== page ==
Georgetown student and activist Khansa Maria (SFS’21), the only recipient to receive the prestigious 2021 Rhodes Scholarship in Pakistan, says she wants to prove that individuals with disabilities deserve to be more than merely “special people” who are objectified for the inspiration of others. Maria joins the 27 Rhodes scholars produced by the university, including President Bill Clinton (SFS’68). She will use her scholarship to pursue a master’s degree in evidence-based social intervention and policy evaluation at the University of Oxford in the United Kingdom.
Hometown: Lahore, Pakistan
Major: Culture and Politics; Minor in History; Certificate in Media and Politics
Research: The Georgetown Qatar student has focused on disability rights through an Undergraduate Research Experience Program grant from the Qatar National Research Fund that has allowed her to examine employment challenges facing people with disabilities in Qatar.
As a blind woman, Maria understands the obstacles people with disabilities encounter.
“What I’ve learned along the way is that no matter the challenges you face, you must never let the expectations of others define what you want to pursue for your future or what your goals are,” she says. “Go for it with all you’ve got because you can make opportunities regardless of the obstacles.”
The Rhodes Scholar also has explored the trajectory of the disability rights movement within South Asia through the lens of literature for her honors major thesis.
A Professor’s View: Ian Almond, professor of world literature at Georgetown Qatar, served as Maria’s honors thesis faculty mentor.
“Despite her young age, Khansa already has an enviable and seldom-seen grasp of many basic theoretical paradigms – post-feminism, deconstruction, trauma theory, new historicism, etc. – and seems at home in discussing their many complexities,” Almond says. “She has an incredible hunger for anything new – and it is heartening to see this in a student.”
Georgetown Qatar Dean Ahmad Dallal says Maria exemplifies the best parts of Georgetown.
“For an undergraduate applying to graduate school, there are few distinctions that can surpass a Rhodes Scholarship in prestige,” he says. “We are immensely proud of our student Khansa for this outstanding achievement, and we look forward to following her academic journey beyond Georgetown as she builds on the important policy research that began right here at Qatar Foundation. Khansa personifies the values of a Georgetown education – critical thinking and responsible and ethical action.”
Activism: The Georgetown student founded Hope for Tomorrow in 2016 to combat stigmas surrounding disability and equip disabled individuals with practical skills to carve out a better future for themselves. Along with educational social media campaigns, Hope for Tomorrow has offered courses on professional development.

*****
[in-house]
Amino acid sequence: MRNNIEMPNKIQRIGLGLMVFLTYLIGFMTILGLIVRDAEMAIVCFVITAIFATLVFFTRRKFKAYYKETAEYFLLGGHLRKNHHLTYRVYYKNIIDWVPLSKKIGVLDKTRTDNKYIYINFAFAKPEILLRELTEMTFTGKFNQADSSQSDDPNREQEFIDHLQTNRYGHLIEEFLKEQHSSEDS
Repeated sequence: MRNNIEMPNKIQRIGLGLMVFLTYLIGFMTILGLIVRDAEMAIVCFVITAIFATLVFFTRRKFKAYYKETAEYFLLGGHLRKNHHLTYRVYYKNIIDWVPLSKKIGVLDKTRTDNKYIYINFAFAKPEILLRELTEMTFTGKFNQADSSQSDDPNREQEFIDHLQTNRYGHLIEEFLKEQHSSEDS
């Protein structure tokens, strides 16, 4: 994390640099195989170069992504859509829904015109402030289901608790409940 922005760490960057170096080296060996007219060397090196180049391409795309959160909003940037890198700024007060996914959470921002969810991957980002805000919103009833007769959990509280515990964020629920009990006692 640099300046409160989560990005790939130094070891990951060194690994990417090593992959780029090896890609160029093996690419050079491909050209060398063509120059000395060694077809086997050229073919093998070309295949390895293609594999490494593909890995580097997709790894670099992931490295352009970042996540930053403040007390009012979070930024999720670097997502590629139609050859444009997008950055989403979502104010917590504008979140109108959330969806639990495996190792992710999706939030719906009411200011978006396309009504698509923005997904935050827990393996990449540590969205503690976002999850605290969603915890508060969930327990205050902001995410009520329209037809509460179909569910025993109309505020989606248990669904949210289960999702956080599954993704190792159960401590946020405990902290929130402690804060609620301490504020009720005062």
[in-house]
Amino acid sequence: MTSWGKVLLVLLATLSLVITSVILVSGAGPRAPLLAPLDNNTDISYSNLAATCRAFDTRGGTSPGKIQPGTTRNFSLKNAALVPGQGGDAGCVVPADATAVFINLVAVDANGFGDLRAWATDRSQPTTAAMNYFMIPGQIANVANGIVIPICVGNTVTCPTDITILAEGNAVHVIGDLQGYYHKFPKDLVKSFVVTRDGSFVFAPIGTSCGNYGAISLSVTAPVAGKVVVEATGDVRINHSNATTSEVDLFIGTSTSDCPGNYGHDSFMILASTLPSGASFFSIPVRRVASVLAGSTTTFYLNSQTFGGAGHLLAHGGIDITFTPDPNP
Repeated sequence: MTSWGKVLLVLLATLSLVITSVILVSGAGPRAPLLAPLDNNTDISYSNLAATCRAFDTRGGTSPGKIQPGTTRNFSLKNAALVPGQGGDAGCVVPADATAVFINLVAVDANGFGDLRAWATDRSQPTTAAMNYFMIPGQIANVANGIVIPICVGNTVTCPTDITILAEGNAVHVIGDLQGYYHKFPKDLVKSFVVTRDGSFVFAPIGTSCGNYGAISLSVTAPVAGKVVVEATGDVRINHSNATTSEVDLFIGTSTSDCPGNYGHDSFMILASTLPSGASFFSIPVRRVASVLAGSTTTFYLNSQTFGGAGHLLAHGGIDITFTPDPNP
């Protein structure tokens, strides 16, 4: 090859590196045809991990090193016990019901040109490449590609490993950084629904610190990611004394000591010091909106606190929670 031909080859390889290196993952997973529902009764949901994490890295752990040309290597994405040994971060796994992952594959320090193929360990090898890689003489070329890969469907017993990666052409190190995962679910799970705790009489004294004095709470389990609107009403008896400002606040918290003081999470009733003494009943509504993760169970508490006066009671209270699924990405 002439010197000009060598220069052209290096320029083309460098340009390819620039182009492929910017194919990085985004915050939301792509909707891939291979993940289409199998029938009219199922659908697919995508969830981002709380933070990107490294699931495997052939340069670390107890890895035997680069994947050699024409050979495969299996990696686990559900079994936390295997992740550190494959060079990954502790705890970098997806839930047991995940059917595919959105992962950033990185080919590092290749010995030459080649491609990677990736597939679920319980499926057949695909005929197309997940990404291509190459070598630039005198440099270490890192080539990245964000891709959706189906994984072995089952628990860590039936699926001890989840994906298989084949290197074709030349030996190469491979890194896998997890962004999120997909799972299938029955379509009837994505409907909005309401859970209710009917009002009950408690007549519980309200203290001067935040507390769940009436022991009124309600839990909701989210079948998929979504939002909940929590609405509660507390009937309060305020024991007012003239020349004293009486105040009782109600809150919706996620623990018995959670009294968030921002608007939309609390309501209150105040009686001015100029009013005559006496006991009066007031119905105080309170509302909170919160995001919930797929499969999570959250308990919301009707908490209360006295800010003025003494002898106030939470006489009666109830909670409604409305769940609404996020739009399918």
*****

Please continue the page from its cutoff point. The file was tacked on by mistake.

“I call myself a disability rights activist, but I know that this is not enough. It takes all of us working together to make the changes that we want to see,” says the Rhodes Scholar. “I hope this next step brings me closer to working towards making that change. My Georgetown journey taught me that fighting for my rights and against internalized structural ableism never gets easier and yet it is up to us to fight against all odds.”
Why Georgetown? Maria says she chose Georgetown Qatar for its small class size, globally recognized international affairs curriculum, strong emphasis on student research and financial support.
“I chose to major in culture and politics, which gave me a critical lens to view disability policy creation and evaluation,” says Maria, who will graduate in May. “The cultural perception of disabled individuals is integral to shaping the mindsets of policymakers, implementers and enforcers. I began to recognize from my classes the inextricable link between the culture that shapes us, and the policies that we hope will shape our future.”
Campus Activities and Awards: Maria not only has excelled academically at Georgetown, she has thrived with the campus community. Her activities include:
- vice president of the Student Government Association, where she worked to influence policymaking and encourage accessibility and inclusion.
- co-president of the Georgetown Debating Union, where she led the debate team to victory at the Qatar National Debating Championship.
- member of the Georgetown TEDx Club, which promotes innovative ideas within the community through the global TEDx platform.
Maria has received numerous debate awards during her time at Georgetown and received a 2020 Lena Landegger Community Service Award for her contributions to the community.
Career goals: Maria wants to chart a path to making policies for inclusive development and capacity building for people with disabilities.
“I hope to return to Pakistan and assist in drafting legislation guaranteeing equal educational opportunities to people with disabilities so they may acquire the skills necessary to become part of the workforce with legal protection,” she explains.
Khansa Maria’s Undergraduate Research Experience Program grant was funded by the Qatar National Research Fund (UREP24-215-5-041).
For more information about the Rhodes Scholarship and other fellowship opportunities, please visit the Georgetown Office of Fellowships, Awards, and Resources.